Will the Federal Appeals Court uphold DACA Program?
The arguments of both the plaintiffs and defendants are set...
Today is the day that immigration advocates head to the federal appeals court in New Orleans, Louisiana in hopes of saving the DACA program. The program was first introduced in the Obama era and prevented the deportation of thousands of people brought to the United States as children.
Last year, a major obstacle was put forth against the program as a Texas judge ruled the Deferred Action for Childhood Arrivals (DACA) program illegal. He did however allow the program to remain for individuals already benefitting from it but those who would be newly aided by the program are no longer allowed.
The United States Justice Department is defending the program along with the State of New Jersey. The Mexican-American Legal Defense, the Education Fund, Apple, Google, Amazon, and Microsoft will all be arguing on behalf of the DACA recipients vouching that they are “employees, consumers, and job creators.”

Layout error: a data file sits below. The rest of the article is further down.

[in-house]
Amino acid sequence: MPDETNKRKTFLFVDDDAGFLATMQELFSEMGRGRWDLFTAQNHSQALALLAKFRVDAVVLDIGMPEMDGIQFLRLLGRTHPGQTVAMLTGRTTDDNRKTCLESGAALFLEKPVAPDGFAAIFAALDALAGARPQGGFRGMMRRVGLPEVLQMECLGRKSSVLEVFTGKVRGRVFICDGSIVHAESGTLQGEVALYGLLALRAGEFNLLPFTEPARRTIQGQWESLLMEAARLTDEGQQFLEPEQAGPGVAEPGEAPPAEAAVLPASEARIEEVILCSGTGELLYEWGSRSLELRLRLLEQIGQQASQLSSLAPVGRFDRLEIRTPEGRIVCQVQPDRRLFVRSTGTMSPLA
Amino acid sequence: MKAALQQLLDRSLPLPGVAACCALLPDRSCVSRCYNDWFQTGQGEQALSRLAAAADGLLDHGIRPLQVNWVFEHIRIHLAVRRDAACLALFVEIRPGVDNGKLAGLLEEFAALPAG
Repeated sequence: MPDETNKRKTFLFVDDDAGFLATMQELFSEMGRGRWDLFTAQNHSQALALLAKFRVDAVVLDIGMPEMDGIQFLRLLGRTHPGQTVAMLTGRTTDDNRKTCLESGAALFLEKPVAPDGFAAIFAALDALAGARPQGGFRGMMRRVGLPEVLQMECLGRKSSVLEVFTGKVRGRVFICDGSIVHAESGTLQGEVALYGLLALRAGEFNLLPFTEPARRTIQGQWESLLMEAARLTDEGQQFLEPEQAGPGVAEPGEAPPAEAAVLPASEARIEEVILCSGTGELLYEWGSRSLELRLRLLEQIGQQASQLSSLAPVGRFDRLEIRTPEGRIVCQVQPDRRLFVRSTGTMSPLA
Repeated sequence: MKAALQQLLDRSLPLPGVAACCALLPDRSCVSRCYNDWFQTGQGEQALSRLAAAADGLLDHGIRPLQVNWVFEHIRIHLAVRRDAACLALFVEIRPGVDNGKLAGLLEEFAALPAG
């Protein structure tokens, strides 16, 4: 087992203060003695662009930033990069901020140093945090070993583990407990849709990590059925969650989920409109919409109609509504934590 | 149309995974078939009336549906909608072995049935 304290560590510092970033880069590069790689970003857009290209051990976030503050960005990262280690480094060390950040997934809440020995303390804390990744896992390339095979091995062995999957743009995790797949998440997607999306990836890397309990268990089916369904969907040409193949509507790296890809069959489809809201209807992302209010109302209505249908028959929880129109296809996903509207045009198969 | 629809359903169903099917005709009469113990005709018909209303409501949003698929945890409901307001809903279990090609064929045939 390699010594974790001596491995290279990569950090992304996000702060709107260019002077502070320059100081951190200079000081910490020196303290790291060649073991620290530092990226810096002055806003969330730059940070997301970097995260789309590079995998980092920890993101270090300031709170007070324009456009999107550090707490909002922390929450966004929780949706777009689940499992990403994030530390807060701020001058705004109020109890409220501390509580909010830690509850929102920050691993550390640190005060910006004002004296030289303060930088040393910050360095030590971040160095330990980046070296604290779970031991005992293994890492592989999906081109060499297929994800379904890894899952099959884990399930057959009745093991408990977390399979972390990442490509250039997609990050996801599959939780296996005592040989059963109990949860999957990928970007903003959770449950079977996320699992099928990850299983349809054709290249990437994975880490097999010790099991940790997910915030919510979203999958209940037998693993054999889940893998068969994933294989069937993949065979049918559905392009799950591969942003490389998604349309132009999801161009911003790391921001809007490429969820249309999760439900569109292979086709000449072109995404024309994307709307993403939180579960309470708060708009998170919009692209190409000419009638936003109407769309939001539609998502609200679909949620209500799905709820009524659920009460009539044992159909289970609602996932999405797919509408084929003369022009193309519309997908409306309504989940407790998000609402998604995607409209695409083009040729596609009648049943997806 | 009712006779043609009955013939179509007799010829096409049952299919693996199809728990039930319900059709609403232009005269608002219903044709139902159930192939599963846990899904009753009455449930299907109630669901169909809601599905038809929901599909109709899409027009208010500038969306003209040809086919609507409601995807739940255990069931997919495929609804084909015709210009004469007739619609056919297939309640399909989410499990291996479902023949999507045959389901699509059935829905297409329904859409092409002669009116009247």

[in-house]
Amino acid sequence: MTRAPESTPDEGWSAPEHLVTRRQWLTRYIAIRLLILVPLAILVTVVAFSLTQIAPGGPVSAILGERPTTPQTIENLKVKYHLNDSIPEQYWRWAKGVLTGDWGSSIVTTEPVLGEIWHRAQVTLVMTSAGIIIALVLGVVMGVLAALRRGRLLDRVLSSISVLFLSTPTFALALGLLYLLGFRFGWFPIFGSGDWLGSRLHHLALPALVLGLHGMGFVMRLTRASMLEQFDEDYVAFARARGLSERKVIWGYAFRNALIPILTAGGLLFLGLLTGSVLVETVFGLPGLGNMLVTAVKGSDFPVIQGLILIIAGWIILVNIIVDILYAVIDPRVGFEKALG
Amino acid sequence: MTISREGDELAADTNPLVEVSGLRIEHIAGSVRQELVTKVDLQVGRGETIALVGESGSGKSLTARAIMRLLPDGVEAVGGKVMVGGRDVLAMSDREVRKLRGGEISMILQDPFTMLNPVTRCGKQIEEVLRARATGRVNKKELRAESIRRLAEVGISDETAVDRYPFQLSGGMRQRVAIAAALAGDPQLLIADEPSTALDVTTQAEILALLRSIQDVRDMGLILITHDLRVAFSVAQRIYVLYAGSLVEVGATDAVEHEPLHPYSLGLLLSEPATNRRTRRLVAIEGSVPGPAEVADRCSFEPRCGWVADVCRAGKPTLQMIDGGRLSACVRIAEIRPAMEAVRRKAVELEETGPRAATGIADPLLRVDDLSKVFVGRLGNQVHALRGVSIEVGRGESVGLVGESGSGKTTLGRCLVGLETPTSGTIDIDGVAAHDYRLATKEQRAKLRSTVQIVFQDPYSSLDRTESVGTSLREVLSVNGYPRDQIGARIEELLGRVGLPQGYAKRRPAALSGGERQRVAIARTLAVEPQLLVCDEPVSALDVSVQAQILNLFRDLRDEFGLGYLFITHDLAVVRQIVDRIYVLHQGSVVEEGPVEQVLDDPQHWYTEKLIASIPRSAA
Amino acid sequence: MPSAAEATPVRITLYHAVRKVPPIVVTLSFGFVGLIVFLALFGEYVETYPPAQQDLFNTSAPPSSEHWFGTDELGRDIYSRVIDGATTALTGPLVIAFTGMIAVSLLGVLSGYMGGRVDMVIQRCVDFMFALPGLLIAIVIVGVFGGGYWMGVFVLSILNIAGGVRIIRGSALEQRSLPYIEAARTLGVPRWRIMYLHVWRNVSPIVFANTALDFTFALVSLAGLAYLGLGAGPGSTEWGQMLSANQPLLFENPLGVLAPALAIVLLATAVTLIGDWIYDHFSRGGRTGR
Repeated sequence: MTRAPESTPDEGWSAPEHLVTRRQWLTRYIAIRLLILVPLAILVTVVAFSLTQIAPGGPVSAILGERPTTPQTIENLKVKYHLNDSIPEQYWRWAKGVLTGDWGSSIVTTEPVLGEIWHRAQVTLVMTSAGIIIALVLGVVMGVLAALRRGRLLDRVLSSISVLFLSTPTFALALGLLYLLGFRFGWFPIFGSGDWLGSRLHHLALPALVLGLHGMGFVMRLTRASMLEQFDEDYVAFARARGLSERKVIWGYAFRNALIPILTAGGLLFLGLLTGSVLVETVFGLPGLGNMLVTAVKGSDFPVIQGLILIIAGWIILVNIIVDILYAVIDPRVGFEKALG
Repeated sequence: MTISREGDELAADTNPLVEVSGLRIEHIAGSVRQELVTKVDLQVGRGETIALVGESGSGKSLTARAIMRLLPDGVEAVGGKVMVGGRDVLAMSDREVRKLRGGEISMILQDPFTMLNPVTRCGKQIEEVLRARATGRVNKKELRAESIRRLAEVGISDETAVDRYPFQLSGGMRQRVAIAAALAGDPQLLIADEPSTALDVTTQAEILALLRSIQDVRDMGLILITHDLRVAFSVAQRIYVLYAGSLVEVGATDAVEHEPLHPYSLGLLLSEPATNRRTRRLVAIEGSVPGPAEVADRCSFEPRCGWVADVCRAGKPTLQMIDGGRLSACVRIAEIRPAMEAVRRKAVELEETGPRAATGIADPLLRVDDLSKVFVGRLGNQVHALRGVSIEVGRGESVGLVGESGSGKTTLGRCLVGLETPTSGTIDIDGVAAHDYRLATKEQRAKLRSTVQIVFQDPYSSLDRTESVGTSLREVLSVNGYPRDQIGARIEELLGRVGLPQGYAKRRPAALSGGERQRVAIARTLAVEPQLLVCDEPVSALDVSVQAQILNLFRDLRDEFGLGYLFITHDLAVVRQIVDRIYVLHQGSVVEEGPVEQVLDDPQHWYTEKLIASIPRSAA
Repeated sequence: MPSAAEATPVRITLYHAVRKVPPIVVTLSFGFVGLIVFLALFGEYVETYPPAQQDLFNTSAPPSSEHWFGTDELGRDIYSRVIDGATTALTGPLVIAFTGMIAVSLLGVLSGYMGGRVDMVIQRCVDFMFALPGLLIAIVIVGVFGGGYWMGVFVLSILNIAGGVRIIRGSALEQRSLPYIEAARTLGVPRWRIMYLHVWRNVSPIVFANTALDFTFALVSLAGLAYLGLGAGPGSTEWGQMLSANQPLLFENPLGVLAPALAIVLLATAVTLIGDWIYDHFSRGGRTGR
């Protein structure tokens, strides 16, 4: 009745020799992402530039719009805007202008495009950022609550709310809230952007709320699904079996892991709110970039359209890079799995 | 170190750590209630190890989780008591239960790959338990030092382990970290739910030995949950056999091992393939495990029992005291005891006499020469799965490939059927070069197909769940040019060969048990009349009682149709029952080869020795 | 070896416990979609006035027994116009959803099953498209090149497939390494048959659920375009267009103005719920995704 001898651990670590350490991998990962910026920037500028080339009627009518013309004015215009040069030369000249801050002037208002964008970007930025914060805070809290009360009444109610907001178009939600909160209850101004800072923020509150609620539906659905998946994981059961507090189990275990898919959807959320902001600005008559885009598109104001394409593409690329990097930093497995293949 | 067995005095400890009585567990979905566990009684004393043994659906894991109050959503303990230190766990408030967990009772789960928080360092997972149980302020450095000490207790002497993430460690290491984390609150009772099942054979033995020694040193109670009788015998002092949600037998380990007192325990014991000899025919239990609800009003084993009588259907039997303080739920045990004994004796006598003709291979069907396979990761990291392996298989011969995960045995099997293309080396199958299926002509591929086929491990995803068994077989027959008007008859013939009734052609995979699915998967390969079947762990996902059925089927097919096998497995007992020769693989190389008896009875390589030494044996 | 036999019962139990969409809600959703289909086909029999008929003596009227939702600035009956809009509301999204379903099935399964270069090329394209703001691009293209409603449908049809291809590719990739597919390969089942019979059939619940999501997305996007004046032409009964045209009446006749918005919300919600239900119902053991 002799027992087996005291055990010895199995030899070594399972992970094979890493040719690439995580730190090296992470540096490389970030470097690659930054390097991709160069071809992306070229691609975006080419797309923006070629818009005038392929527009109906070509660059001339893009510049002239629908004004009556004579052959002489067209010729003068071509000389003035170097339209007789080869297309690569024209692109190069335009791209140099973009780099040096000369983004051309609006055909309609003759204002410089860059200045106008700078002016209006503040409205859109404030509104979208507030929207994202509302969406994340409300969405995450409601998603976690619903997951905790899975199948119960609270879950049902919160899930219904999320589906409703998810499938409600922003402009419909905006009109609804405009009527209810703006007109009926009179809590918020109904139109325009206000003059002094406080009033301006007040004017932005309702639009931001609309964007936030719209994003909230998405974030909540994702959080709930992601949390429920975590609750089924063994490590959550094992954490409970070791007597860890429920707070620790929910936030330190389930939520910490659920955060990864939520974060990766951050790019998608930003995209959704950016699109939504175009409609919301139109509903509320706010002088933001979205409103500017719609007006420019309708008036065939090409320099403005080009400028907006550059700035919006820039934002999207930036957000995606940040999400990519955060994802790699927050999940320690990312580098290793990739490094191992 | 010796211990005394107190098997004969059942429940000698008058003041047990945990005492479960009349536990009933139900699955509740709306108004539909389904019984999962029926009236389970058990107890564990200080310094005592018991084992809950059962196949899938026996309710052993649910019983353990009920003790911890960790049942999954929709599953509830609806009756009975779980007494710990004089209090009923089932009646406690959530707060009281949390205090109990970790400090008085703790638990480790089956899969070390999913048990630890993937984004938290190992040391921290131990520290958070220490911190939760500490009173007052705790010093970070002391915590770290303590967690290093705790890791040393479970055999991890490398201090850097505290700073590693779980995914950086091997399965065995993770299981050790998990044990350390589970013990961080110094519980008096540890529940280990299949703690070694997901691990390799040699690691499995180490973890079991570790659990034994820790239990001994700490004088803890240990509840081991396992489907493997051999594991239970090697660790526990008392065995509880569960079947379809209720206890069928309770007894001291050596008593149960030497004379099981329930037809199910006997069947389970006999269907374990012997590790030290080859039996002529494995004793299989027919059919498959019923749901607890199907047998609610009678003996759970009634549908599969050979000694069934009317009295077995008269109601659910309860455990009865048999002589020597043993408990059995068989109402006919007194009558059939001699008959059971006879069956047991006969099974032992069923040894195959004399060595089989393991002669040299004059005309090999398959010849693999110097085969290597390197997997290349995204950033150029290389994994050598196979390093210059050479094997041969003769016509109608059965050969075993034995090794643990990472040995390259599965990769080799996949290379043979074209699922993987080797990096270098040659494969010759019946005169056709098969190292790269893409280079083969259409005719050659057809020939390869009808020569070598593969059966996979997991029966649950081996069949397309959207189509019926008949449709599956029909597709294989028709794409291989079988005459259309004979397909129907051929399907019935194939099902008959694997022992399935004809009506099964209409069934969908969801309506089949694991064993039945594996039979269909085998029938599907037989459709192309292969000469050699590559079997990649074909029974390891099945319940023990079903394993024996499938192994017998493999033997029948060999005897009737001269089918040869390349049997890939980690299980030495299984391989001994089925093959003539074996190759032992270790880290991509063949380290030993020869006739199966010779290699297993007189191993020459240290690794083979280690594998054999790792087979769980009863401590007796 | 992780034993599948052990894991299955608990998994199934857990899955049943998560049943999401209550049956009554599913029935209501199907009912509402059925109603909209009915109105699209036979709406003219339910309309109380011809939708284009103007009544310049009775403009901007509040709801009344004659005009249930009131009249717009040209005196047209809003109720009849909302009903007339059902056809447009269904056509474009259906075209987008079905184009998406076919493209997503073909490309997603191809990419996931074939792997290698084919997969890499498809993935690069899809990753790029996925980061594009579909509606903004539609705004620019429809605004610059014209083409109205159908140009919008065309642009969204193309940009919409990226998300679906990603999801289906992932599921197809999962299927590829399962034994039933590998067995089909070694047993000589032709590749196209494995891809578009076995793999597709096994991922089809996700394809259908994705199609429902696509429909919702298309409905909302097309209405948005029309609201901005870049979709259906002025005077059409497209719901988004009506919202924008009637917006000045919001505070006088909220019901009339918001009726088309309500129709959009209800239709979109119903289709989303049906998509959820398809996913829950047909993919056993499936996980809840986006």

The plaintiffs are arguing that the program was enacted with no proper legal procedures such as public notice and comment periods. Also, the states argue of the financial harms induced by the DACA program as immigrants are allowed to remain in the country illegally.
“DACA imposes classic pocketbook injuries on the States through social services, healthcare, and education costs.”
Texas attorneys said.
Those against DACA’s abolishment state that the states arguing of financial strain have yet to prove the financial benefit of ending the program. DACA is said to be a policy that falls within federal authorities’ power to decide how best to spend the enforcement of resources. Arguments also arise that the financial strain is basically non-existent as DACA recipients decrease the cost due to many of them holding jobs with health insurance benefits and owning homes which forces the payment of property tax and school tax.
If the DACA program is lifted, the damage could be endless. America is a country many of the recipients have come to know and would disrupt the lives established by the families. Advocates say, “Collectively, they are parents of over a quarter-million U.S. citizens, and 70% of DACA recipients have an immediate family member who is a U.S. citizen.”